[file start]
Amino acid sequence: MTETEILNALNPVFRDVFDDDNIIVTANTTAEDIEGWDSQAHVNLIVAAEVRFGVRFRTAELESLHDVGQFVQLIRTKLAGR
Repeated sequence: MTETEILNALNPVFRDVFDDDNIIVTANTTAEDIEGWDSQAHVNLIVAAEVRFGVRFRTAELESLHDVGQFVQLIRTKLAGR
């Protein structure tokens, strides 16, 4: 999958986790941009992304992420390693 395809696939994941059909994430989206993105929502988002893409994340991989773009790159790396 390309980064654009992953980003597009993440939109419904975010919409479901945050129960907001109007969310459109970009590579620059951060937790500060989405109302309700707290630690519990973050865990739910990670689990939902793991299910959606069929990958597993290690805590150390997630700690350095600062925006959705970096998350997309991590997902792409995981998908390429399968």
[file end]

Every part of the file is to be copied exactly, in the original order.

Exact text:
Amino acid sequence: MTETEILNALNPVFRDVFDDDNIIVTANTTAEDIEGWDSQAHVNLIVAAEVRFGVRFRTAELESLHDVGQFVQLIRTKLAGR
Repeated sequence: MTETEILNALNPVFRDVFDDDNIIVTANTTAEDIEGWDSQAHVNLIVAAEVRFGVRFRTAELESLHDVGQFVQLIRTKLAGR
């Protein structure tokens, strides 16, 4: 999958986790941009992304992420390693 395809696939994941059909994430989206993105929502988002893409994340991989773009790159790396 390309980064654009992953980003597009993440939109419904975010919409479901945050129960907001109007969310459109970009590579620059951060937790500060989405109302309700707290630690519990973050865990739910990670689990939902793991299910959606069929990958597993290690805590150390997630700690350095600062925006959705970096998350997309991590997902792409995981998908390429399968």